Good morning. This is Dave Zinn with the Gallatin National Forest Avalanche Forecast on Tuesday, December 19th at 6:45 a.m. This information is sponsored by the Avalanche Alliance and the Idaho State Snowmobile Association - Avalanche Fund. This forecast does not apply to operating ski areas.
This morning, mountain temperatures are in the 20s F with 10-20 mph wind from the west to southwest. Stronger winds in the Centennial Mountain Range are gusting to 50 mph. There is no new snow. Today, temperatures will be in the 30s to low 40s F with 10-20 mph winds from the west to southwest. The mountains in Island Park and West Yellowstone may get a trace of snow overnight.
Maintain a heightened suspicion for avalanches on slopes steeper than 30 degrees. Persistent weak layers of faceted snow are buried 1-2 feet deep below a slab created during last week’s storm. This poor snowpack structure is found across the advisory area, resulting in many avalanches and signs of instability long after snowfall ended one week ago.
Yesterday at the Throne in the Bridger Range, my partner and I had variable pit results and no signs of instability. Still, we maintained our conservative travel plan because we focused on unstable results and the recent snowpack history (video). Last weekend, that history included a skier who remotely triggered an avalanche at Lionhead Ridge that broke downhill of him on a steep rollover (video). Alex and his partner triggered many whumphing collapses of the snowpack in Cooke City (video). Groups in Beehive Basin saw cracking around their skis, experienced collapses, and unstable test scores (details). Two groups of skiers north of Bridger Bowl aborted their travel plans when they heard loud collapses and got unstable test results (details1, details2). Follow our weather and avalanche log or the avalanche activity page for documentation of all the recent action, including a particularly interesting slide in Big Sky triggered by a mountain goat. Evidence at the scene led the Big Sky Ski Patrol to believe that no goats were harmed in the making of this avalanche (details, photo).
Due to the persistent weak layers in the snowpack, human-triggered avalanches are possible. These slides may break 1-2+ feet deep and widely across slopes. Triggering avalanches remotely (from a distance) makes areas immediately underneath steep slopes suspect. Develop a travel plan that avoids avalanche terrain or evaluate the snowpack and allow signs of instability such as cracking, collapsing, recent avalanches, and unstable test scores to turn your group back toward lower-angle slopes. If considering avalanche terrain, err towards areas without the added consequences of terrain traps.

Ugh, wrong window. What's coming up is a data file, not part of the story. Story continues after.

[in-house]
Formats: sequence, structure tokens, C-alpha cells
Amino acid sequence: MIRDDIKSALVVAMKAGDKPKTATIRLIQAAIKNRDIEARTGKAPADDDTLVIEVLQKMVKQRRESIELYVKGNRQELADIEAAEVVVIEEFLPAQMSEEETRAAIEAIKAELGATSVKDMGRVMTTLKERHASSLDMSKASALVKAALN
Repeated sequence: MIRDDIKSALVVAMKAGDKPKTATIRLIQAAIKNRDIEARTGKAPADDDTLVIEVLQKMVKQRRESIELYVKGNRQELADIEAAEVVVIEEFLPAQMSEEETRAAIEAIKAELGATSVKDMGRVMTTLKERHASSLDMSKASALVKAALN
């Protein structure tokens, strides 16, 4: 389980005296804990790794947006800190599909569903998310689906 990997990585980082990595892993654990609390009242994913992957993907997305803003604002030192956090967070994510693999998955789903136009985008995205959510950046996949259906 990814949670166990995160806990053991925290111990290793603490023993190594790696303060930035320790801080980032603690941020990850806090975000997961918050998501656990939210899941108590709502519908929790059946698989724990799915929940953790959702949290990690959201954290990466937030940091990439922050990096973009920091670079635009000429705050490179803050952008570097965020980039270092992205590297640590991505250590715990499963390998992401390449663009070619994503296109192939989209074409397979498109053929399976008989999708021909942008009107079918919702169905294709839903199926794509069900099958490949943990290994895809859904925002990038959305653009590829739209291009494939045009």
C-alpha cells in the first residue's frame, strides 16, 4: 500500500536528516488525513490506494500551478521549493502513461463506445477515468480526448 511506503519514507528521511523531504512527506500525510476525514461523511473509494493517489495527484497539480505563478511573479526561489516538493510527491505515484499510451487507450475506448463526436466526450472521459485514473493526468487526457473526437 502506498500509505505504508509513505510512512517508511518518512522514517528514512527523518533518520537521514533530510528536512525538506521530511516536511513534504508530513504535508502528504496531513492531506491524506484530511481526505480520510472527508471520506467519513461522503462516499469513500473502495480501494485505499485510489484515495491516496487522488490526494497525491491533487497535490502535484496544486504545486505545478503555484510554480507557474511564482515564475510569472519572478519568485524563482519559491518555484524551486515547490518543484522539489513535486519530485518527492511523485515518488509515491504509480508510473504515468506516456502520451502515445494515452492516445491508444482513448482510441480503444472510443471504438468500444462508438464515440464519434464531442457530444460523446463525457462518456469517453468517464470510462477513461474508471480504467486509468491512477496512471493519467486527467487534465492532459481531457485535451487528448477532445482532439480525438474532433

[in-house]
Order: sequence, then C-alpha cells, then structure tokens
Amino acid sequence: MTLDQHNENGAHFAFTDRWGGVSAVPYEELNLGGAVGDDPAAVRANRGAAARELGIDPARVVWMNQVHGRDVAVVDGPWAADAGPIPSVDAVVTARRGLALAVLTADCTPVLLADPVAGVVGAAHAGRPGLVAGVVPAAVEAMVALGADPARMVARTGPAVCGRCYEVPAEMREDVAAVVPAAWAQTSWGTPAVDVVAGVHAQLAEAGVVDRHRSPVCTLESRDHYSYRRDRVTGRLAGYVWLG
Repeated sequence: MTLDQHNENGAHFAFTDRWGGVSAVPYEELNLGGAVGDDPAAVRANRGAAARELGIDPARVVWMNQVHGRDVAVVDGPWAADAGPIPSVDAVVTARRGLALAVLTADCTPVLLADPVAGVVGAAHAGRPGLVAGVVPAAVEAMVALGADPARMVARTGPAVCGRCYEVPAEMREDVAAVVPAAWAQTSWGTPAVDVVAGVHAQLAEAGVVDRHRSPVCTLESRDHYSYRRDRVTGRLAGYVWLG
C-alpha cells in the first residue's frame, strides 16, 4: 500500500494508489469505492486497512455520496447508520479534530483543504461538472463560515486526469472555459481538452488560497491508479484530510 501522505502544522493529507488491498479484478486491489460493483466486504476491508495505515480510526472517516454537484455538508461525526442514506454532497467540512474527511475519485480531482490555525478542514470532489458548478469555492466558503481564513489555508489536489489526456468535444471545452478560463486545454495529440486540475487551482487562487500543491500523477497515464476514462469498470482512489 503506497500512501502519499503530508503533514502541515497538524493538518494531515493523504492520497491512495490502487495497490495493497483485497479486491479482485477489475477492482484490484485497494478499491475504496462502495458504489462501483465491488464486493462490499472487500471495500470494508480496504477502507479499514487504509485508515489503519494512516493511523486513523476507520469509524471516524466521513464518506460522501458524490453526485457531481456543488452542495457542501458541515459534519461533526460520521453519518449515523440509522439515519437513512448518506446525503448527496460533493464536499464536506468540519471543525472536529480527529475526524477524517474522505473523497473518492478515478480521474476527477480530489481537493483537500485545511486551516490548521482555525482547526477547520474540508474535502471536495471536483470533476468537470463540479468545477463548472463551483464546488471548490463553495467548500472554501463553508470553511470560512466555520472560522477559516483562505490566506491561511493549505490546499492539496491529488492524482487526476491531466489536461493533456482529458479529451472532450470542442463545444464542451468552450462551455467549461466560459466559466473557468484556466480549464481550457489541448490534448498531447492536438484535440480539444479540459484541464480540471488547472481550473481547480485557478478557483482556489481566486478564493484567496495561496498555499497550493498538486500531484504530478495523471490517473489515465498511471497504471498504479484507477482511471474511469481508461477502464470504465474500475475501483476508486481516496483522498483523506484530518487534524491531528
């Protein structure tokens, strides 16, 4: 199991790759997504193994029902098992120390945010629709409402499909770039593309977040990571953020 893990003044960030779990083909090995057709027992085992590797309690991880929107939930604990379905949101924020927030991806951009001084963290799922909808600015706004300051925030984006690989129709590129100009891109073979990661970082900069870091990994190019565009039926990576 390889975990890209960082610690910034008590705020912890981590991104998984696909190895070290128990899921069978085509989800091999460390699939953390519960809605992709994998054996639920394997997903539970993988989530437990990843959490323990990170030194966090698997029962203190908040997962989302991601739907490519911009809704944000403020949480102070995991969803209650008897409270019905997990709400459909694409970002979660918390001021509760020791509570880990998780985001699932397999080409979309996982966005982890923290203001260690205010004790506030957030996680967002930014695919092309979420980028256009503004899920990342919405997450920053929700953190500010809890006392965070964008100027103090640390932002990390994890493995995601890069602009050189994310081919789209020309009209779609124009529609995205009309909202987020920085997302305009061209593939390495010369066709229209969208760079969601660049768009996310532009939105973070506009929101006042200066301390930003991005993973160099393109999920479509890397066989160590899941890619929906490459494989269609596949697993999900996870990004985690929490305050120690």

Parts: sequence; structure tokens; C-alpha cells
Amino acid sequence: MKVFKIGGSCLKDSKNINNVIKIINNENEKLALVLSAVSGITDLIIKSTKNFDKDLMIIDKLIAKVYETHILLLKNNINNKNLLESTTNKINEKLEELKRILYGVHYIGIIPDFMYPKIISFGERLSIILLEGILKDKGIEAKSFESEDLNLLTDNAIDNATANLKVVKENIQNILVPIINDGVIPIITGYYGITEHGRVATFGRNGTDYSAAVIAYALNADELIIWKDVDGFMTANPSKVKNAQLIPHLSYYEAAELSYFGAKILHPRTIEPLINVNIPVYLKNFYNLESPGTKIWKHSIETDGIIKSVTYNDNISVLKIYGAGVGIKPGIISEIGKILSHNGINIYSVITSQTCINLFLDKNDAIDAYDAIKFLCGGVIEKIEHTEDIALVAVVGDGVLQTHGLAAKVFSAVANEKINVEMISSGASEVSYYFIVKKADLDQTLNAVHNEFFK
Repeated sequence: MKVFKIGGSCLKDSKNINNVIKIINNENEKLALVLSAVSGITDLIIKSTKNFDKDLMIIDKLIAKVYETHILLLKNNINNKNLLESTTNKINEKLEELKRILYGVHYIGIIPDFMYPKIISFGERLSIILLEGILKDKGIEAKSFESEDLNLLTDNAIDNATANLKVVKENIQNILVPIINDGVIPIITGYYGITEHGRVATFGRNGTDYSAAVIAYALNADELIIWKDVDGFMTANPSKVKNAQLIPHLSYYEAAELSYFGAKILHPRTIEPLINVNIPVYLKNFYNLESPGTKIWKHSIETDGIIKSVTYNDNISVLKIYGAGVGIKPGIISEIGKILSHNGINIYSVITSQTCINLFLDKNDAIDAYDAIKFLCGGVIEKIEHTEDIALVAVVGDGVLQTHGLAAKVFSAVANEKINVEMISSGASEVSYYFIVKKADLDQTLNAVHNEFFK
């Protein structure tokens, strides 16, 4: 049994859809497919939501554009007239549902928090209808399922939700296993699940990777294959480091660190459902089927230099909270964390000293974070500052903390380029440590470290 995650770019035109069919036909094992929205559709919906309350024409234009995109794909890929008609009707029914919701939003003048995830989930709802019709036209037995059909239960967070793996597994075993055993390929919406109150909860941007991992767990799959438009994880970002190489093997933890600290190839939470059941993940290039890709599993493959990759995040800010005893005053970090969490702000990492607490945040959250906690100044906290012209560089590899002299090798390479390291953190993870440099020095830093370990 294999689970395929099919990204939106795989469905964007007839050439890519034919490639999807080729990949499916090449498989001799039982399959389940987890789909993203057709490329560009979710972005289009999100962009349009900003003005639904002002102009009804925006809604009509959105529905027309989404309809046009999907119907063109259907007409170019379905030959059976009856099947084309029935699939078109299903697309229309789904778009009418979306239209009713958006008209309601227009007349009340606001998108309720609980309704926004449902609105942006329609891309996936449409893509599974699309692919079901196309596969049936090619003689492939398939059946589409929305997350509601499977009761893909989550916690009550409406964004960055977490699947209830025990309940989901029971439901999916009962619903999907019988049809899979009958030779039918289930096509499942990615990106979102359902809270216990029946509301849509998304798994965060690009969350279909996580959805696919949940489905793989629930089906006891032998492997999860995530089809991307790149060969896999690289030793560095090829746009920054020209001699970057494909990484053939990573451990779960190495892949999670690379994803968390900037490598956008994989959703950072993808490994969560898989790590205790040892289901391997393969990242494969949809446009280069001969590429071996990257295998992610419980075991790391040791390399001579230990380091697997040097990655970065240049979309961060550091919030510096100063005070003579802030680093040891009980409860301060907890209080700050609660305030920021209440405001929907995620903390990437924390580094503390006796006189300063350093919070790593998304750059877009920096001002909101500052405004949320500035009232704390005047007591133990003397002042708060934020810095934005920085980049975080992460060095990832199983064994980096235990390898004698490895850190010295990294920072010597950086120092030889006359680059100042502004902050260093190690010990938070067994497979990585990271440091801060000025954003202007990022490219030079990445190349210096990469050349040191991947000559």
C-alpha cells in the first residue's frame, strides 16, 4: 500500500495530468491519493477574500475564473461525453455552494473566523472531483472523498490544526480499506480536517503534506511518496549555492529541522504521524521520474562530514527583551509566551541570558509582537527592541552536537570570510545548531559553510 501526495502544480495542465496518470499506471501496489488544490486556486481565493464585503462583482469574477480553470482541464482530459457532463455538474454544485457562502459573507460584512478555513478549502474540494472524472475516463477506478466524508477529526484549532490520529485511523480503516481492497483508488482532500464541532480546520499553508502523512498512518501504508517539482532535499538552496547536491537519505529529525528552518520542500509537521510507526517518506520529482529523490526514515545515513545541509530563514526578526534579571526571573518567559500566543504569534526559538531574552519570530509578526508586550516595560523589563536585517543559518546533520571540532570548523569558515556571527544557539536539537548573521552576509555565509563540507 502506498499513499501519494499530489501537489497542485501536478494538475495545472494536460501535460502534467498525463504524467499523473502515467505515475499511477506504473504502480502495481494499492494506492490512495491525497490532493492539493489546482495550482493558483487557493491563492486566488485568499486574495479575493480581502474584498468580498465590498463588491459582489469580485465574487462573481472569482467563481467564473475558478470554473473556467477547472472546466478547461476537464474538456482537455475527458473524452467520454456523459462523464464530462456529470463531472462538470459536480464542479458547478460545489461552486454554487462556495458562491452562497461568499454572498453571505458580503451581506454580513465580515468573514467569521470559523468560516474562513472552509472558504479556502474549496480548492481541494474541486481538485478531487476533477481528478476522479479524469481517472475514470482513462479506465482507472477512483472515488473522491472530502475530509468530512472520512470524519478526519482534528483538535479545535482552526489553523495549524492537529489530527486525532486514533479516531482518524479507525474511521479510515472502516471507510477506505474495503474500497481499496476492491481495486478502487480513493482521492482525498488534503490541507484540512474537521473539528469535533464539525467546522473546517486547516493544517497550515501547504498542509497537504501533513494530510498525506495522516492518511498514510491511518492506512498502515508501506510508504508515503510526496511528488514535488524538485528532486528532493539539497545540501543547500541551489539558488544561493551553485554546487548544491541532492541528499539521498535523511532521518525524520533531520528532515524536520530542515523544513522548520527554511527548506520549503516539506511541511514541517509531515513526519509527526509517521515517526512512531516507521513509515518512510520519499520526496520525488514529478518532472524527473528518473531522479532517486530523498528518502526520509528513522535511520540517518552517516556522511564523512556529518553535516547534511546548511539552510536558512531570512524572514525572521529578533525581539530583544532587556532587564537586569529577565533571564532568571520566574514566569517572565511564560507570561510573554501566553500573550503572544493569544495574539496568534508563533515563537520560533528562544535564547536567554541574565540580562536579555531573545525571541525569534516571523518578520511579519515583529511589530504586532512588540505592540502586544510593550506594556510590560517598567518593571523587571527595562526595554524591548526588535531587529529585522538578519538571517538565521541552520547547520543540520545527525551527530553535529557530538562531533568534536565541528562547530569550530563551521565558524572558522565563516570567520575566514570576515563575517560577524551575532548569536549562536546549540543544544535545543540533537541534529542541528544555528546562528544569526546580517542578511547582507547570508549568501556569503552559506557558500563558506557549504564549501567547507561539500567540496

The avalanche danger is MODERATE.
If you venture out, please fill an observation form. It does not need to be technical. Did you see any avalanches? How much snow is on the ground? Was the wind moving snow? Simple observations are incredibly valuable. You can also contact us via email (email@example.com), phone (406-587-6984), or Instagram (#gnfacobs).
Upcoming Avalanche Education and Events
Our education calendar is full of awareness lectures and field courses. Check it out: Events and Education Calendar.
TODAY, December 18th, 6:00 pm, Free 1 hr Avalanche Awareness talk at REI, Bozeman.
We offer Avalanche Fundamentals with Field Session courses targeted towards non-motorized users in December and January and one geared towards motorized users in January. Sign up early before they fill up.
Loss in the Outdoors is a support group for those affected by loss and grief related to outdoor pursuits. Check out the link for more information.
Listen to GNFAC Forecaster Dave Zinn on the Hoary Marmot Podcast for some extracurricular avalanche talk (link to episode).